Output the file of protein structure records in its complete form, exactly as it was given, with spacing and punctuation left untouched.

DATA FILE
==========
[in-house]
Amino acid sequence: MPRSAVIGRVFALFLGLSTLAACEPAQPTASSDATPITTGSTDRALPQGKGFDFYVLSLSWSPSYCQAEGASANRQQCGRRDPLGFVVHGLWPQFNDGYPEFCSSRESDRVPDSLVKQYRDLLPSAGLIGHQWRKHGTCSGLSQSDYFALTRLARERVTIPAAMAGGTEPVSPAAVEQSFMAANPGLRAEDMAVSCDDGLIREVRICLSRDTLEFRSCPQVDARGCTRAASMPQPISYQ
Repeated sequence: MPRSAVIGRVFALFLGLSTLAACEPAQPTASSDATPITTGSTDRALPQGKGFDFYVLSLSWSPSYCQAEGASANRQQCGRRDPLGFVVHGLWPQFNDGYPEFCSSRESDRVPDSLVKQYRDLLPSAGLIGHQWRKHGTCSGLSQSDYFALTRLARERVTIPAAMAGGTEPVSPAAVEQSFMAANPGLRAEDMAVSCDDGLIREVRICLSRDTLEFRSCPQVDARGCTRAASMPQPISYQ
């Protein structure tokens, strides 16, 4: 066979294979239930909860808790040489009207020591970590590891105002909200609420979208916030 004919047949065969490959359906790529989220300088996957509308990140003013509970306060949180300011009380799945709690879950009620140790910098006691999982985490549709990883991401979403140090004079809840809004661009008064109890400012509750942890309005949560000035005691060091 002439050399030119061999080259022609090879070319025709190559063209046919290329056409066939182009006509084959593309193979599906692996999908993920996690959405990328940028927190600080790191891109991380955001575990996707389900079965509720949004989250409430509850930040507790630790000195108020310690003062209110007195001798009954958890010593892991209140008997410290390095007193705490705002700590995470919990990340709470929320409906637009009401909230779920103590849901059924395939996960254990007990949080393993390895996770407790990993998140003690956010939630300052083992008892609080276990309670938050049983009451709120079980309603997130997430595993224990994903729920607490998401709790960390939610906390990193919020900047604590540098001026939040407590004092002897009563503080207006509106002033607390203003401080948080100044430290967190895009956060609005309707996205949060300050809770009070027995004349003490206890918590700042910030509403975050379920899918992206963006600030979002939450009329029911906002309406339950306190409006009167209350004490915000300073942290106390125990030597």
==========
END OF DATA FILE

[in-house]
Amino acid sequence: MPRSAVIGRVFALFLGLSTLAACEPAQPTASSDATPITTGSTDRALPQGKGFDFYVLSLSWSPSYCQAEGASANRQQCGRRDPLGFVVHGLWPQFNDGYPEFCSSRESDRVPDSLVKQYRDLLPSAGLIGHQWRKHGTCSGLSQSDYFALTRLARERVTIPAAMAGGTEPVSPAAVEQSFMAANPGLRAEDMAVSCDDGLIREVRICLSRDTLEFRSCPQVDARGCTRAASMPQPISYQ
Repeated sequence: MPRSAVIGRVFALFLGLSTLAACEPAQPTASSDATPITTGSTDRALPQGKGFDFYVLSLSWSPSYCQAEGASANRQQCGRRDPLGFVVHGLWPQFNDGYPEFCSSRESDRVPDSLVKQYRDLLPSAGLIGHQWRKHGTCSGLSQSDYFALTRLARERVTIPAAMAGGTEPVSPAAVEQSFMAANPGLRAEDMAVSCDDGLIREVRICLSRDTLEFRSCPQVDARGCTRAASMPQPISYQ
């Protein structure tokens, strides 16, 4: 066979294979239930909860808790040489009207020591970590590891105002909200609420979208916030 004919047949065969490959359906790529989220300088996957509308990140003013509970306060949180300011009380799945709690879950009620140790910098006691999982985490549709990883991401979403140090004079809840809004661009008064109890400012509750942890309005949560000035005691060091 002439050399030119061999080259022609090879070319025709190559063209046919290329056409066939182009006509084959593309193979599906692996999908993920996690959405990328940028927190600080790191891109991380955001575990996707389900079965509720949004989250409430509850930040507790630790000195108020310690003062209110007195001798009954958890010593892991209140008997410290390095007193705490705002700590995470919990990340709470929320409906637009009401909230779920103590849901059924395939996960254990007990949080393993390895996770407790990993998140003690956010939630300052083992008892609080276990309670938050049983009451709120079980309603997130997430595993224990994903729920607490998401709790960390939610906390990193919020900047604590540098001026939040407590004092002897009563503080207006509106002033607390203003401080948080100044430290967190895009956060609005309707996205949060300050809770009070027995004349003490206890918590700042910030509403975050379920899918992206963006600030979002939450009329029911906002309406339950306190409006009167209350004490915000300073942290106390125990030597």